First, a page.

Chuck D joined in the Rick Rubin conversation on Friday (January 20) following the Def Jam founder’s interview with 60 Minutes. At one point during Rubin’s conversation, he told Anderson Cooper, “I don’t have any technical ability and I know nothing about music.” Par for the course, Rubin’s comments became a popular topic of discussion, with many failing to understand what he actually does in terms of production. As Rubin explained to Cooper, it’s all about a “feeling.”
The Public Enemy legend expounded on the subject, writing on Twitter: “On Rick Rubin I will tell you this. Art is what you feel no one should tell you what Art should come out of you. He gets that. Many artists want things in exchange for their art from love to money. A whole other thing. Rick feels you out in a sea of others wanting the same thing.”
And Chuck D would know. Signed to Def Jam in the 1980s, Public Enemy released multiple albums with Rubin, including Yo! Bum Rush The Show (1987) and It Takes A Nation of Millions To Hold Us Back (1988). Rubin found similar success with Beastie Boys’ License To Ill, LL COOL J’s Radio and later, Johnny Cash’s cover of the Nine Inch Nails song, “Hurt”—to name a few.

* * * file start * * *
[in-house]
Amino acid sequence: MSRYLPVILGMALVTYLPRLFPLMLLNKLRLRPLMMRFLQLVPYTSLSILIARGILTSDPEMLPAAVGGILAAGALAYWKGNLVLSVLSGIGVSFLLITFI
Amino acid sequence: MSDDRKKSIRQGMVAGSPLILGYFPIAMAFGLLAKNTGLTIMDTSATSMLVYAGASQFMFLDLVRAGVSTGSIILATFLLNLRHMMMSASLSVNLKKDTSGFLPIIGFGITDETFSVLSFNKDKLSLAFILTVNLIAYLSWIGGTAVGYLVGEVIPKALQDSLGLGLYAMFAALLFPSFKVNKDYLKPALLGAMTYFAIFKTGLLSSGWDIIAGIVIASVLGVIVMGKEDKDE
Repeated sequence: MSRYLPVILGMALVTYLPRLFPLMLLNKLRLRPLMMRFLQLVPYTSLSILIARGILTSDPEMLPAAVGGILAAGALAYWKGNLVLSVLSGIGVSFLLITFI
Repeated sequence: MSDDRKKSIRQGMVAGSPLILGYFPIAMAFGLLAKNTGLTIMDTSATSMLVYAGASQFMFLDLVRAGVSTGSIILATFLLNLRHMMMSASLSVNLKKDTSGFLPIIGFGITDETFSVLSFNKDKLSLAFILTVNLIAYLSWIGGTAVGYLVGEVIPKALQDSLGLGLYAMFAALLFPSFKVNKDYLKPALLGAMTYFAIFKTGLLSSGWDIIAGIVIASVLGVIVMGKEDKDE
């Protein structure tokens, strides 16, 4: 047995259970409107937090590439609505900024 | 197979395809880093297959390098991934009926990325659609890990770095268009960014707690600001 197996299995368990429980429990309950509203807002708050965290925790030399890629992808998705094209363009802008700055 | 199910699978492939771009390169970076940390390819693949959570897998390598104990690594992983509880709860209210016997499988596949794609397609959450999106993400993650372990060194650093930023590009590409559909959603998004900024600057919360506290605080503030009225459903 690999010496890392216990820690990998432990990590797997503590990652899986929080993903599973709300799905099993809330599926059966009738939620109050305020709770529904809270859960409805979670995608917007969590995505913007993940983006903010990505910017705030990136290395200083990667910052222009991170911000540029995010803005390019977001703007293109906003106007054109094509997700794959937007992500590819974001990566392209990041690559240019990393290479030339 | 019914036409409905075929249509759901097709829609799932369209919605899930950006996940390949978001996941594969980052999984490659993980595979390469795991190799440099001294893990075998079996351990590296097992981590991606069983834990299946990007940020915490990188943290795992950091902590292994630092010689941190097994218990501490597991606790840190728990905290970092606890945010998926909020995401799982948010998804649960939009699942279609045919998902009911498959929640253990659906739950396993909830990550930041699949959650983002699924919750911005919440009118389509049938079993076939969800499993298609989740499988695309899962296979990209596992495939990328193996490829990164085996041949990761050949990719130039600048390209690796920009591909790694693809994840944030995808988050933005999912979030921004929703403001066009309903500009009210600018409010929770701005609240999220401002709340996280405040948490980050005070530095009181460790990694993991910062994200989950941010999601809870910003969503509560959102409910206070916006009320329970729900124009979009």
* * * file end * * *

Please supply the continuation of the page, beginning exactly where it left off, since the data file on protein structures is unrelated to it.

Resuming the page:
Despite Rubin’s collection of hits and trophies, his 60 Minutes interview left a lot of people perplexed. Even Anderson appeared surprised by Rubin’s revelations, prompting him to ask what exactly Rubin was getting paid for. Rubin replied, “The confidence that I have in my taste, and my ability to express what I feel, has proven helpful for artists.”
Speaking to Pigeons and Planes in 2021, Run The Jewels’ El-P described Rubin as a “floating presence” with a gift for active listening.
“He would come by and listen and it’s really rare that you notice someone is really f###### listening,” he said. “He would come by, barefoot, cross his legs, close his eyes and just listen and really take it in and really give feedback. He was really excited about the music we were doing.”
Red Hot Chili Peppers’ Anthony Kiedis echoed those sentiments, telling Cooper, “He is the end all of listeners. That is what has made him one of the greatest producers of all time in any genre of music – his ability to hear things. He listens, and he walks away, and he knows the drum pattern. I’m like, ‘How do you know that?’ He hears it all.”
Rick Rubin is currently promoting his new book,